When my teen was diagnosed with major depression, it was kind of an ‘aha moment’ for me. The symptoms of teen depression had all been there, but for over a year, I had been looking right past them, trying to connect his behavior to life events, disappointments, and other conditional things. When his therapist diagnosed him, and then his doctor confirmed it, in an odd way, it was a relief to both of us. He didn’t feel so ‘broken’–left to wonder why he was feeling so unlike himself–and I didn’t feel quite as responsible (as it turns out, my kid’s life doesn’t revolved only around me, after all).
Still, we faced troubling symptoms of teen depression, and along with finding the right medication prescribed by his psychiatrist, we wanted to tap into some solutions for his day-to-day struggle.
Top symptoms of teen depression, and how to help
Trouble concentrating and remembering details:
Often, if I give my teen a list of three items to remember to grab before he leaves the house, he’ll forget two of them. Schoolwork can also be a challenge. Just knowing that some ‘scattered’ feelings are symptoms of depression can help take the pressure off, but it also helps to break tasks into smaller increments, and celebrate the completion of each. Finishing a measurable task–however small–can release dopamine, which can inspire more action and less procrastination.
Persistent ’empty’ or sad feelings:
This one is so tough! When my teen tells me he feels ’empty’, it breaks my heart. Exercise often helps, even in short bursts, and getting some sunshine and fresh air can also help ‘reset’ the mood. Teens will often gravitate toward physical comforts when they’re feeling sad, like food, so it can help to have healthy yet satisfying options available for snacking.
Loss of interest in activities they enjoyed:
This is another really tough symptom of teen depression, and I often feel angry ‘at depression’ for stealing my son’s favorite activities and passions from him. We find that the ‘fake it until you make it’ approach can work, and again, in short bursts or small doses. My kid loves to skateboard, so I might suggest focusing on learning one new trick during a 15 minute break from online learning. This suggestion hits two boxes, because it combines the ‘task completion dopamine boost’ with some exercise. And once ‘forced’ to interact with a favorite activity, my teen finds that he ‘relearns’ his love for it pretty quickly. This can help break the depression loop.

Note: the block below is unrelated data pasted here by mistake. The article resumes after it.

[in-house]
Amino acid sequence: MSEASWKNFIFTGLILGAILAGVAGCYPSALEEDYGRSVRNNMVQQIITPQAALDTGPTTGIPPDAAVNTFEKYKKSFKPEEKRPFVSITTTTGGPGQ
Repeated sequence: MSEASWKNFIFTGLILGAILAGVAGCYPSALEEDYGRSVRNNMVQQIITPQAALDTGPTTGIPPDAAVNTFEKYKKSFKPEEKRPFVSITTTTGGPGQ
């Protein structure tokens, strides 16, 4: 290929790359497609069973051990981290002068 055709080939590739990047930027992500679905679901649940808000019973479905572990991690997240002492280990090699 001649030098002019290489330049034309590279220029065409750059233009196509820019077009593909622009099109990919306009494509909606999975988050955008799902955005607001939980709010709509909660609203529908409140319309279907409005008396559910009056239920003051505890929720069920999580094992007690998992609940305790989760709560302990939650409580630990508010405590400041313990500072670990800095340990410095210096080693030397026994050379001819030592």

Irritability or short-temperedness:
It can be hard not to take it personally when my teen is short-tempered for no apparent reason, but it can help to point this out to him as a symptom of depression, rather than simply a reprimand. When he can see the irritability as ‘apart’ from himself, rather than innate in him, it gives him some distance from the feeling. It can help to take a five minute break to play with a pet, do something for another, or even do a small chore…just to get out of one’s head.
Want to print out a copy for your home? Download our free ‘happiness chemicals’ chart!
We keep our chart taped to the kitchen cupboard door, so we can reference it anytime, and I can suggest activities based on my teen’s symptoms. But if you have a teen who resists attempting to use the chart or take your suggestions, please know you are not alone. Mine resists about half the time, which is discouraging but to be expected. After all, depression or no, teens don’t love listening to their parents, do they?